What pope wanted to change the Bible?

Hey, everyone,

I am preparing a talk on Catholic Church Teaching for a local parish and am looking for some help with research. I thought I read in *Triumph *(H. W. Crocker III) that there was a pope who intended to re-translate the Bible, though he knew he had mis-translated it to his own advantage. This would have caused an issue with infallibility, but, wouldn’t you know it, he died very shortly before it was finished.

Has anyone heard this story or know this pope’s name? I’ve gone through my copy of *Triumph *again and can’t find anything; though I may have heard it through another soucre (reading a lot + a bad memory can really give a guy trouble).

Any help is greatly appreciated!

This sounds like a VERY warped version of the difficulties with the Sixtine edition of the Latin Vulgate, which printing was full of typos.

His successor Pope Clement ordered it withdrawn and had a new edition, the so-called Clementine Vulage issued.

Unfortunately, this version had typos of its own. And unfortunately, I don’t know which Clement or Sixtus, either.

I think Pope Pius X wanted a new edition started. But this was not brought to fruition until the publication in the last decade or so of the Nova Biblia Vulgata.

It was Pope Martin Luther I

Considering all of the errors in Crocker’s book, it should really be considered a work of fiction.

Pope Sixtus V

I heard the same story somewhere but I don’t think it was in Crocker’s Triumph, which merely says of Pope Sixtus V that he “revised the Vulgate Bible” (p. 279) and of a successor, Pope Clement VIII, “As pope, he revised Sixtus’s revision of the Vulgate—which needed help…” (p. 279)

Pope Sixtus V

I heard the same story somewhere but I don’t think it was in Crocker’s Triumph, which merely says of Pope Sixtus V that he “revised the Vulgate Bible” (p. 279) and of a successor, Pope Clement VIII, “As pope, he revised Sixtus’s revision of the Vulgate—which needed help…” (p. 279)

Thanks for the reference. Now I have to figure out if I’m crazy or if I heard that somewhere else. Either way, it obviously isn’t true so I guess it doesn’t matter…

Considering all of the errors in Crocker’s book, it should really be considered a work of fiction.

I certainly think that it’s a strongly biased book (he excuses the sale of indulgences because they funded the Sistine Chapel, for example) but is it inaccurate? I assumed it was a trustworthy book. What are some of the errors in it?

It was Pope Martin Luther I

Ah yes, it must have been him…

"What about when Pope Sixtus V issued a botched revision of the Latin Vulgate Bible. This edition was so filled with errors, omissions and deformities of the text, that it was hastily recalled after his death by embarrassed Roman cardinals. But the damage was done. Sixtus V had formally taught that the defective edition was to be the only Bible used for the entire Church. If that isn’t a perfect example of a pope fulfilling all the necessary ingredients for teaching ‘infallibly’, nothing else in papal history is. The pope clearly taught error." (Madrid, p. 242, Pope Fiction)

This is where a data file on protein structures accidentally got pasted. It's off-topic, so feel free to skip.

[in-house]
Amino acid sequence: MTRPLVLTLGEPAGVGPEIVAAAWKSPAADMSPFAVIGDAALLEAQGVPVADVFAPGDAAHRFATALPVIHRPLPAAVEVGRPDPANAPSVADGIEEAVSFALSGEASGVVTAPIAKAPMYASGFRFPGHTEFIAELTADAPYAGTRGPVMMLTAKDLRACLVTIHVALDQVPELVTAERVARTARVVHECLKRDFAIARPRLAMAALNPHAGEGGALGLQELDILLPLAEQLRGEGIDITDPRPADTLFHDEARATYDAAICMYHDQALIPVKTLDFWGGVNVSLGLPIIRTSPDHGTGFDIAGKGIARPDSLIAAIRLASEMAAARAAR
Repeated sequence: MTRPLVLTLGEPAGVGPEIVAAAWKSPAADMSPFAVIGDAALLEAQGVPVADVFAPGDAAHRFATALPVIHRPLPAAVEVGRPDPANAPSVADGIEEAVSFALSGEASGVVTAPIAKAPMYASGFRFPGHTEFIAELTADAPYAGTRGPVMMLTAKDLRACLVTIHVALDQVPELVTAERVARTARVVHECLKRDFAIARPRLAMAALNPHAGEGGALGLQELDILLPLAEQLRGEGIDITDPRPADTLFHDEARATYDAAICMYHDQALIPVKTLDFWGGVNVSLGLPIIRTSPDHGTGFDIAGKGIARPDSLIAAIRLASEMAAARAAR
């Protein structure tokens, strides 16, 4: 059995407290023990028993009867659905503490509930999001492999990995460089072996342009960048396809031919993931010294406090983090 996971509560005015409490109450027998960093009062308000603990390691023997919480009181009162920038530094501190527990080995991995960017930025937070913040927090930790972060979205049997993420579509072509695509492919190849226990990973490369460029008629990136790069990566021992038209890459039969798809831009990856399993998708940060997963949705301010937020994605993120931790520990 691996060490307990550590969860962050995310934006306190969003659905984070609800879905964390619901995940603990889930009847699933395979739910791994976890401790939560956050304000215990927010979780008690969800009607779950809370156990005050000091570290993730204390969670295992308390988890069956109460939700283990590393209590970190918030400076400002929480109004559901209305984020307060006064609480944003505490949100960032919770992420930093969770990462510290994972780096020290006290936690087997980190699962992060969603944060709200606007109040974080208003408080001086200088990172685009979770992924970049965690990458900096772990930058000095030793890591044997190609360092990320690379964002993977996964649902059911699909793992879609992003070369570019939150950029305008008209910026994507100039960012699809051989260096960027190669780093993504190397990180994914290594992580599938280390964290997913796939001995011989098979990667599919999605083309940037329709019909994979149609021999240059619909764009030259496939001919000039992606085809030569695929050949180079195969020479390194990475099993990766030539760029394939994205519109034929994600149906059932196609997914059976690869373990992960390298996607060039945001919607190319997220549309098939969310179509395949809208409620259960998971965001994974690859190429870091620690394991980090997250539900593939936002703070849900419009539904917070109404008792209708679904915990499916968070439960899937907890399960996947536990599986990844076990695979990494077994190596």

Sixtus V reigned as pope from 1585-1590. He has been described as a “brilliant leader in political and ecclesiastical arenas, a tireless innovator in agriculture, engineering and law, he effectively enacted and enforced laws, created an impressive aqueduct system, reformed clergy and the Church’s liturgical customs, tackled building projects, drained the swamps near Rome to eliminate the siege of malaria, spent large amounts of money on charitable works and missions, and oversaw the completion of the St. Peter’s Basilica.” Unfortunately he had an ego to match and this got him into serious trouble when a revision of the Latin Vulgate edition of the holy Bible was begun. “Historian Francis Gasquet explains the background of the Vulgate: ‘The Latin text of the Sacred Scriptures had existed from the earliest times of Christianity.’ The translators were unknown to St. Augustine and St. Jerome; but the former says that the old Latin version had certainly come ‘from the first days of the Faith’, and the latter that it ‘ had helped strengthen the Faith of the infant Church.’ Made and copied without any official supervision these western texts soon became corrupt or doubtful.”

Since the Church was much threatened by Protestant doctrines that were fast appearing throughout much of Europe and since there were numerous editions of the Vulgate in circulation, Pope Sixtus recognized that the Church required best biblical translation possible to meet Protestant arguments. He acted forthrightly in assembling a team of scholars and linguists, headed by eminent theologians like Cardinal Robert Bellarmine and others. They compiled as many Greek manuscripts as could be assembled and finished the revision process by the end of 1588. But apparently overcome by pride, the pope found the ten thousand readings they had diligently chosen inadequate, and angrily announced he would personally revise the Vulgate. He declared, ‘We, weighing the importance of the matter, and considering carefully the great and singular privilege we hold of God, and our true and legitimate succession from Blessed Peter, Prince of the Apostles . . . Are the proper and specially constituted Person to decide this whole question."

Ill equipped for the task, Sixtus eliminated all the work done by the former commission, and started fresh. Unfortunately his abilities to translate, edit and make all the appropriate decisions were beyond his capabilities and the result was an error filled translation presented to the cardinals in early 1590.